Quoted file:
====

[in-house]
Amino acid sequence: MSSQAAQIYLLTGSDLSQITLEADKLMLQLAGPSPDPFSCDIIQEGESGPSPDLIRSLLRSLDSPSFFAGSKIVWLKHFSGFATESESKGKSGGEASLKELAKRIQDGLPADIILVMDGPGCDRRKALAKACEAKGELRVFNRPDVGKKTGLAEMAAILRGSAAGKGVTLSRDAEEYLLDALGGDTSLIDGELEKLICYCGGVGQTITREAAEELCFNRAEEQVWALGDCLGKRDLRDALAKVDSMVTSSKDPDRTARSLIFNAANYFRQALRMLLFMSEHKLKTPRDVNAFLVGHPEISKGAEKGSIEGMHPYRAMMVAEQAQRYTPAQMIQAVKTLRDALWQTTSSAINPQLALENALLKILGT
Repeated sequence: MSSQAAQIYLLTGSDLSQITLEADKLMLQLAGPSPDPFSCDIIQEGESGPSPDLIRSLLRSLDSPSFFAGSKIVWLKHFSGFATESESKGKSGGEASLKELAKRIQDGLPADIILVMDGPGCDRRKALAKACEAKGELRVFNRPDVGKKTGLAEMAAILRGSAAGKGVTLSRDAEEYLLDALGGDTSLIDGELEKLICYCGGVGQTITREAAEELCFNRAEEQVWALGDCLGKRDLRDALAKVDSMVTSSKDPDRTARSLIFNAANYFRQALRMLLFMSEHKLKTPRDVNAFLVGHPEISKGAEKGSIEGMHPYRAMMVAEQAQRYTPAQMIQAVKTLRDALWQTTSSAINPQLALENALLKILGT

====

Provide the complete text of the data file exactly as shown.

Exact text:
[in-house]
Amino acid sequence: MSSQAAQIYLLTGSDLSQITLEADKLMLQLAGPSPDPFSCDIIQEGESGPSPDLIRSLLRSLDSPSFFAGSKIVWLKHFSGFATESESKGKSGGEASLKELAKRIQDGLPADIILVMDGPGCDRRKALAKACEAKGELRVFNRPDVGKKTGLAEMAAILRGSAAGKGVTLSRDAEEYLLDALGGDTSLIDGELEKLICYCGGVGQTITREAAEELCFNRAEEQVWALGDCLGKRDLRDALAKVDSMVTSSKDPDRTARSLIFNAANYFRQALRMLLFMSEHKLKTPRDVNAFLVGHPEISKGAEKGSIEGMHPYRAMMVAEQAQRYTPAQMIQAVKTLRDALWQTTSSAINPQLALENALLKILGT
Repeated sequence: MSSQAAQIYLLTGSDLSQITLEADKLMLQLAGPSPDPFSCDIIQEGESGPSPDLIRSLLRSLDSPSFFAGSKIVWLKHFSGFATESESKGKSGGEASLKELAKRIQDGLPADIILVMDGPGCDRRKALAKACEAKGELRVFNRPDVGKKTGLAEMAAILRGSAAGKGVTLSRDAEEYLLDALGGDTSLIDGELEKLICYCGGVGQTITREAAEELCFNRAEEQVWALGDCLGKRDLRDALAKVDSMVTSSKDPDRTARSLIFNAANYFRQALRMLLFMSEHKLKTPRDVNAFLVGHPEISKGAEKGSIEGMHPYRAMMVAEQAQRYTPAQMIQAVKTLRDALWQTTSSAINPQLALENALLKILGT